Feature Image Cartoon by the great Paulo Caruso for O Globo 


Threesomes of any kind are awkward arrangements. Diplomatic ones tend to be even more so. And whether it’s a strategic alliance between Russia, China & the US or the underlying tensions between the European Union’s Big Three, there always seems to be one party who feels like they are missing out on the action.

One such trio includes the the back-and-forth between Brazil, China and the US. While perhaps more of a tug-of-war than your standard ménage a trois, there are several interesting takeaways that can be made by comparing them together.

The most important?  While the US have failed to show up for several key dates, China has emerged as an incredibly persistent suitor. 

This isn’t an impression immediately deductible from the Twitter-sphere. Indeed, the attempt by the Bolsonaro family to rope their largest trading partner into a coronavirus culture war has led many commentators to ponder whether it would engender permanent damage to Sino-Brazilian relations. China, much like science or diversity quotas, is another one of Bolsonaro’s boogiemen

Via Globo G1

Such a diagnosis seems hasty. Instead, it’s a reminder that the mud-slinging that occupies the front page is rarely the real story.

Ever since Bolsonaro’s inauguration in 2019, Xi Jinping has proven himself to be a reliable and committed trading partner. 

When the Brazilian government realised that interest was lacking for their state oil auction in November, they immediately turned to China for help. Xi promptly responded by sending two state-owned Chinese firms to attend. As fate would have it, they were the only two foreign bidders to participate. 

And then there is the Brazil-China fund, initiated under the auspices of former President Michel Temer but currently in operation today. 75% of the $20 billion dollar project is funded by China, and sits primed and ready to realise infrastructure projects in Brazil. 

Once approved, they will join the massive investments already taking place in the state of Maranhão under China’s Belt & Road initiative. Their objective is simple. To secure Chinese access to food and mineral supplies while upgrading much of the region’s basic infrastructure. 

That all of these projects look set to take place in Amazonian states is a blow to anyone who thought that a green new deal was a foregone conclusion post-lockdown.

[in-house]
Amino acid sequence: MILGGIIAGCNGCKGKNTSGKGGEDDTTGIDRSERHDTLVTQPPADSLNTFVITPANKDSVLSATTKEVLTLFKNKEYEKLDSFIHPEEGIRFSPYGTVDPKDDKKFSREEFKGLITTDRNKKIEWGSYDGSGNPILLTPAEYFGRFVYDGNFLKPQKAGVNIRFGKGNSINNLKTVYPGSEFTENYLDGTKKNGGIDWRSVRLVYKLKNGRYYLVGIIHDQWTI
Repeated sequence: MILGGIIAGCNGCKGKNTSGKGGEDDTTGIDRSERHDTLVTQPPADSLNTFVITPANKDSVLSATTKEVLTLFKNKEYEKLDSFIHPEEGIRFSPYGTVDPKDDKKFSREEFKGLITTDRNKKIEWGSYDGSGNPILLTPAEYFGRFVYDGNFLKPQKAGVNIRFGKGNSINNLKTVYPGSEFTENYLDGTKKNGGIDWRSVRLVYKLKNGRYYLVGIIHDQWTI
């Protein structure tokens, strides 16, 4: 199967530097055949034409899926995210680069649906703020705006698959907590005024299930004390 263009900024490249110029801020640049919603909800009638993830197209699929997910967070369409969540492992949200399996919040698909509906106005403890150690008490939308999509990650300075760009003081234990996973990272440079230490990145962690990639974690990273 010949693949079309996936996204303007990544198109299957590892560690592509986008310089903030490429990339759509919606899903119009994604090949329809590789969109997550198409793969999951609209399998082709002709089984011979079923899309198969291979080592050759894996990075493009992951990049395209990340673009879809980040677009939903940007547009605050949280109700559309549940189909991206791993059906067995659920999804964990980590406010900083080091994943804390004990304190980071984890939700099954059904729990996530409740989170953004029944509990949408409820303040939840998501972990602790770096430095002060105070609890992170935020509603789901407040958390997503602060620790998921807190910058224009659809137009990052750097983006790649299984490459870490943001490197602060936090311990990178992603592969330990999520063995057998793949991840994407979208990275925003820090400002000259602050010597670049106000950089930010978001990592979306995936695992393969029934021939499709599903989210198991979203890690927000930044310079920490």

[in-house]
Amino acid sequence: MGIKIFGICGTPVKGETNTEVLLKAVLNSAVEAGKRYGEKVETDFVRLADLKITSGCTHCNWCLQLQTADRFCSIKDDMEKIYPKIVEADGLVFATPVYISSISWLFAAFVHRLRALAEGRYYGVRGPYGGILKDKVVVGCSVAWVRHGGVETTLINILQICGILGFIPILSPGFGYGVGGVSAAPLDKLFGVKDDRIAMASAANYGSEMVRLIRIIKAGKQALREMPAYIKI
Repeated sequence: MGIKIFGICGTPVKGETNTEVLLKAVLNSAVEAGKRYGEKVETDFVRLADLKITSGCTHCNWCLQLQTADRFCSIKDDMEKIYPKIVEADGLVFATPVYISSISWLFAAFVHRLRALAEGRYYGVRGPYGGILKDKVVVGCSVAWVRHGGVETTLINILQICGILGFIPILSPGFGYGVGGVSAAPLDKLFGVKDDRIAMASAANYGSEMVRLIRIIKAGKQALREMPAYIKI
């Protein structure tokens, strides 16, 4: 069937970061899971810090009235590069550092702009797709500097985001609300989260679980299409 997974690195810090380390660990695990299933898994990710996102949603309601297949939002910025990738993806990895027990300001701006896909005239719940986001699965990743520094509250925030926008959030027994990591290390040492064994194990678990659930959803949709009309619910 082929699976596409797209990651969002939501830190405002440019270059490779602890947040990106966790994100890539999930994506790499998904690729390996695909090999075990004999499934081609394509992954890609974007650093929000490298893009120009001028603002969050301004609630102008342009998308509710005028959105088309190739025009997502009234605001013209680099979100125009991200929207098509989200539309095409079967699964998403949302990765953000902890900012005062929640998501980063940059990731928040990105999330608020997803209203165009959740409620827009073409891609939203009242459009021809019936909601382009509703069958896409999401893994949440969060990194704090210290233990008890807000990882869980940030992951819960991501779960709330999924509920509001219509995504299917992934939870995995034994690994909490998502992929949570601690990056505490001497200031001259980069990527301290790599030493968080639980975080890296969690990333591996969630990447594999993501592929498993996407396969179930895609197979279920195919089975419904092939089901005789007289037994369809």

Now contrast this with the unrequited love between Jair Bolsonaro and Donald Trump. While both leaders are fond of paraphrasing the other, it appears to be a classic case of actions speaking louder than words. 

Both of Bolsonaro’s trips to the US have been short but sweet, followed by a domino of concessions on the Brazilian side. Meanwhile, Bolsonaro’s request to join the Organisation for Economic Co-operation and Development is still pending, with many assuming he will be left in the lurch. 

Then there is the mysterious disappearance of 600 ventilators that were on their way to the North East of Brazil via Miami, assumed by many to have been confiscated by the Trump government. While not entirely surprising, the Lord of the Flies-esque behaviour is a reminder of what failure to prepare for a pandemic can do to international relations.

In trying to deduce who will be the outright winner for Brazilian affection, it’s helpful to consider each nation’s underlying intention. While China is looking to lay down deep socio-economic roots, America’s vision is half-hearted and mainly geopolitical, characterised by the desire to secure easy access to Venezuela should another opportunity for regime change re-emerge.  

The usurping of vague US promises by determined Chinese investment is a trend that can be observed across the globe. However, it’s a political U-turn that might prove challenging for Jair Bolsonaro. After spending months peddling Wuhan conspiracy theories, one wonders how his base will react to the idea of Chinese-backed infrastructure projects snaking into the heart of the Amazon.